Legislature(2005 - 2006)CAPITOL 124
03/03/2005 08:00 AM COMMUNITY & REGIONAL AFFAIRS
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* first hearing in first committee of referral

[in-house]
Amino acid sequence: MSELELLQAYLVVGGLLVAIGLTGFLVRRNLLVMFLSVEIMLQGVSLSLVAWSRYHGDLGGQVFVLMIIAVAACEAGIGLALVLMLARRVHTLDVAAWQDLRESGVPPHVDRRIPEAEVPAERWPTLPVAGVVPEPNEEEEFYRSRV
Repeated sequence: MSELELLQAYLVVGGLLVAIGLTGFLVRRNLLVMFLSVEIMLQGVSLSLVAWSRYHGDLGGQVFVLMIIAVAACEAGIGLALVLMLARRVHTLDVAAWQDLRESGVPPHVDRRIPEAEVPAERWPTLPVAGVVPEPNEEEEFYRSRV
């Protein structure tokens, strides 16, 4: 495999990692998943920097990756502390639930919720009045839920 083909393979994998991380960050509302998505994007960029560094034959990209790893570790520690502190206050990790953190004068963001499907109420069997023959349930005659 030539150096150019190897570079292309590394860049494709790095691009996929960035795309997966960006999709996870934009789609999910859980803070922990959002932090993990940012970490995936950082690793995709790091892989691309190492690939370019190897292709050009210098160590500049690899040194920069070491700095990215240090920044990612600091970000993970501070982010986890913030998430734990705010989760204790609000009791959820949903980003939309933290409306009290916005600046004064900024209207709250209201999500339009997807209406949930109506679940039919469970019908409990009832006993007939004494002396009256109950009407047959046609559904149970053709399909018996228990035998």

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HB 49-MUNICIPAL AID GRANTS CO-CHAIR THOMAS announced that the first order of business would be HOUSE BILL NO. 49, "An Act relating to municipal aid grants; and providing for an effective date." REPRESENTATIVE NORMAN ROKEBERG, Alaska State Legislature, sponsor, opined that HB 49 is the first, small step in the re- institution of municipal aid grants in the modest amount of $50,000 to the local governmental units around the state. Representative Rokeberg related the plight of local governments due to the end of revenue sharing. This proposed grant would go to all 163 municipalities in the state in order to avoid any allocation problems. Representative Rokeberg acknowledged that even with this relatively modest grant amount, the fiscal note is significant. Representative Rokeberg opined that this committee, of all the committees, should recognize the problems in Alaska's small communities. Representative Rokeberg concluded by recognizing Representative Moses long-time advocacy for municipal dividends. 8:11:22 AM REPRESENTATIVE NEUMAN asked from where the $8.1 million would come. REPRESENTATIVE ROKEBERG specified that the money would come from the general fund (GF). In further response to Representative Neuman, Representative Rokeberg informed the committee that historically there have been two major programs that have provided [funds] for small communities. Although those programs remain in statute, the funding for them has been zeroed out. Representative Rokeberg highlighted that he tried to make the legislation simple and create a simplified grant system. 8:12:27 AM REPRESENTATIVE SALMON questioned why about 66 villages wouldn't be included in this municipal aid grant. REPRESENTATIVE ROKEBERG pointed out that the committee packet includes a listing of the 163 municipalities that have incorporated as local governments under state statute. The aforementioned is the method that has been used in the past and in this legislations. REPRESENTATIVE SALMON emphasized the need to recognize that the 66 villages are "under the state law" and should be entitled to this program as well. He questioned why these 66 villages have to be left out just because the state doesn't recognize them. He stressed the need to cover the entire state rather than just those [entities] recognized by the state. REPRESENTATIVE ROKEBERG related his understanding that the municipal revenue sharing programs and aid in the past was in place to encourage the maximum amount of local government and local participation. In fact, Article X of the Alaska State Constitution encourages local government. He pointed out that subsection (c) of HB 49 indicates that under federal law an entity with reservation status would be recognized, such as Metlakatla. 8:15:22 AM REPRESENTATIVE NEUMAN inquired as to what these 66 communities would have to do to fall under this legislation. REPRESENTATIVE ROKEBERG answered that these 66 communities would have to incorporate at some level to be recognized. 8:16:38 AM REPRESENTATIVE LEDOUX asked whether this legislation could include areas that function as municipalities and provide a certain level of services that are generally viewed as municipal services. REPRESENTATIVE ROKEBERG deferred to representatives from the Department of Commerce, Community, & Economic Development (DCCED). However, he characterized this as a statement of policy. Moreover, the large fiscal note illustrates the need to determine the progress that can be made. REPRESENTATIVE NEUMAN opined that Representative LeDoux's suggestion could be problematic. 8:19:27 AM KEVIN RITCHIE, Executive Director, Alaska Municipal League (AML), highlighted that rural Alaska is in crisis and financially rural Alaska has no way out. Furthermore, there are significant state financial impacts beyond the crisis of service in rural Alaska. He noted that [the committee packet should include] a number of letters from municipalities, which highlight the problems in rural Alaska, including high fuel costs, high unemployment, and virtually no tax base. Property tax is not a solution for rural Alaska, he said. However, most communities in rural Alaska tax themselves. Although more than 100 communities have a sales tax, the sales tax generated isn't enough to fill the gap. MR. RITCHIE informed the committee that 9 of Alaska's 146 cities are no longer functioning. Furthermore, 17 cities are in deep debt and 39 cities have terminated key local services, such as police and road services. He further informed the committee that the insurance for 10 cities has been canceled over the past year and 33 cities are on month-to-month payment plans. "These communities cannot afford to buy municipal insurance for the things that they're doing," he emphasized. He posed a situation in which a police officer is involved in an accident and a citizen is hurt in a community with no insurance and virtually no assets. If the aforementioned occurred in the unorganized borough, [DCCED] and AML believe that a jury would look for a "deep pocket." Most of these communities are in the legislature's unorganized borough pocket and the legislature is obligated to provide services that it deems necessary in the unorganized borough. Therefore, the impact of one uninsured loss could be equal to the cost of HB 49. MR. RITCHIE highlighted the growing movement of people from rural Alaska to urban Alaska, which he believes is, in part, attributable to the lack of services [in rural Alaska]. As people move to urban areas, they are probably moving without jobs and the commerce that creates about one out of five jobs in urban Alaska is going to decrease. The aforementioned illustrates that Alaska is a large economic network of which the villages and communities are an important part. MR. RITCHIE informed the committee that the revenue sharing program has been in existence since 1969, after which 84 cities organized. This is the first year the revenue sharing program hasn't been funded. He mentioned the governor's bill providing for an interim program this year. Mr. Ritchie related that AML will support any bill helping this problem. "A bill like this can provide a life line to buy insurance, to buy fuel, to provide some level of support to a ... public safety officer to provide some road maintenance. So, it's a key ... need for rural Alaska," he emphasized. 8:27:48 AM CO-CHAIR OLSON inquired as to how many of the 66 villages are participating in AML and its joint insurance program. MR. RITCHIE specified that if the area isn't a municipality, then it can't participate in the insurance program. He explained that a goal of AML's Joint Insurance Association is to be able to allow tribal councils or other nonprofits within the unorganized borough to buy insurance. However, state law restricts membership to municipalities and school districts. In further response to Co-Chair Olson specified that full members of AML are defined as cities or boroughs. 8:28:55 AM REPRESENTATIVE NEUMAN commented that HB 49 is a good bill. He acknowledged the need for the legislature to do what it can to support the smaller communities, and suggested working with the areas not included under HB 49. He encouraged the committee to vote [in favor] of HB 49. 8:29:26 AM REPRESENTATIVE SALMON highlighted that the federal government recognizes these other 66 villages. He emphasized that those on the tribal councils strive for the same things as those on the city councils. Therefore, he questioned how one can differentiate between tribes and cities because "we're still the people." Representative Salmon said that although he agrees that HB 49 is good for the communities it includes, he disagrees with leaving out the 66 communities. Therefore, Representative Salmon requested that the committee review this matter more closely. 8:31:48 AM DAVID TRANTHAM, JR., Member, Bethel City Council; Board of Directors for Alaska Municipal League - Region 9, opined that HB 49 is a good start, although not including all of the communities in Alaska seems to be a weakness. Many of these 66 communities that aren't included look to tribal governments due to the lack of revenue sharing. He highlighted that the cost of living in Western Alaska communities is extremely high. For example, in Bethel, a gallon of gas costs $3.59 and $2.99 for heating fuel. Moreover, there is a fuel surcharge on everything shipped into the area. Mr. Trantham echoed earlier testimony regarding the fact that many communities are trying to support themselves with a sales tax. For example, Bethel has a 5 percent sales tax, a 5 percent gaming tax, a 5 percent alcohol user fee, and various other taxes and user fees. Mr. Trantham reiterated that HB 49 is a good start, and said that any financial support to the  communities would be appreciated. 8:35:55 AM WILBUR NAPAYONAK, Mayor, City of Koyuk, discussed the situation in rural Alaska, specifically in Koyuk. He opined that the money coming in is not enough to even function as a government. He said that the challenge today, without revenue sharing, is trying to pay the monthly bills. Mr. Napayonak related that whether the government of Koyuk will continue is the question. Although Koyuk is looking to increase its taxes and utility rates, money isn't coming into the community. Furthermore, the lack of jobs in the community contributes to the problem. Mr. Napayonak expressed interest in Koyuk becoming self-supporting, and HB 49 is very important in helping Koyuk move in that direction. 8:40:57 AM CO-CHAIR THOMAS questioned whether there would be a problem giving money to unorganized boroughs if HB 49 was amended to do so. SALLY SADDLER, Legislative Liaison, Department of Commerce, Community, & Economic Development (DCCED), related her understanding that currently the language in HB 49 calls for the funding to go to municipalities. She said that she isn't aware of any problem with giving money to unorganized municipalities. She characterized it as a policy call for the legislature. 8:42:13 AM BILL ROLFZEN, State Revenue Sharing Municipal Assistance, Division of Community Advocacy, Department of Commerce, Community, & Economic Development, responding to Co-Chair Thomas, said that there is no problem with providing funding to unorganized communities. Historically, revenue sharing and the capital matching grant programs provided funding to unincorporated communities. He noted that under the revenue sharing program, the amount provided to the unincorporated communities wasn't at the same level provided to [organized] city governments. In further response to Co-Chair Thomas, Mr. Rolfzen recalled that in fiscal year (FY) 2003, [the unincorporated communities] received approximately $3,500, which was also the amount provided to the unincorporated entities under the temporary fiscal relief program in FY 04. 8:43:10 AM REPRESENTATIVE NEUMAN inquired as to why Talkeetna and Trapper Creek aren't included. MR. ROLFZEN explained that since 1969, unincorporated communities within organized boroughs haven't received funding directly from the state. It was a local decision whether the organized borough chose to pass through some of the money it received to the unincorporated communities within the organized area. Historically, unincorporated communities outside of an organized borough were funded. He surmised that it was a policy decision. REPRESENTATIVE NEUMAN asked whether communities such as Talkeetna receive any aid from the state at all. MR. ROLFZEN replied no. In response to Representative Cissna, Mr. Rolfzen specified that unincorporated areas within an organized borough, such as Talkeetna, can't receive revenue sharing. 8:44:44 AM REPRESENTATIVE LEDOUX surmised that not providing [revenue sharing funds to an unincorporated area within an organized borough] is a statutory provision under current law that could be changed by the legislature. MR. ROLFZEN said that's correct. 8:45:12 AM REPRESENTATIVE NEUMAN inquired as to how [that change] could happen. MR. ROLFZEN pointed out that within organized boroughs on the road system, defining [an unincorporated] community and its boundaries is difficult. For example, in Juneau, one could make the argument that Douglas is an unincorporated community within a borough. Therefore, if the definition of unincorporated community is provided, the determination could be made and the community could receive funds. 8:46:22 AM CO-CHAIR THOMAS announced that HB 49 would be held over. 8:46:34 AM REPRESENTATIVE ROKEBERG said he appreciated the debate. However, he commented that it becomes complex, in terms of equity, when one discusses federally recognized tribal entities vis-à-vis unincorporated cities within boroughs. Representative Rokeberg cautioned the committee against the perils of the "Christmas tree effect." He related his hope that HB 49 would pass and be on the governor's desk this year.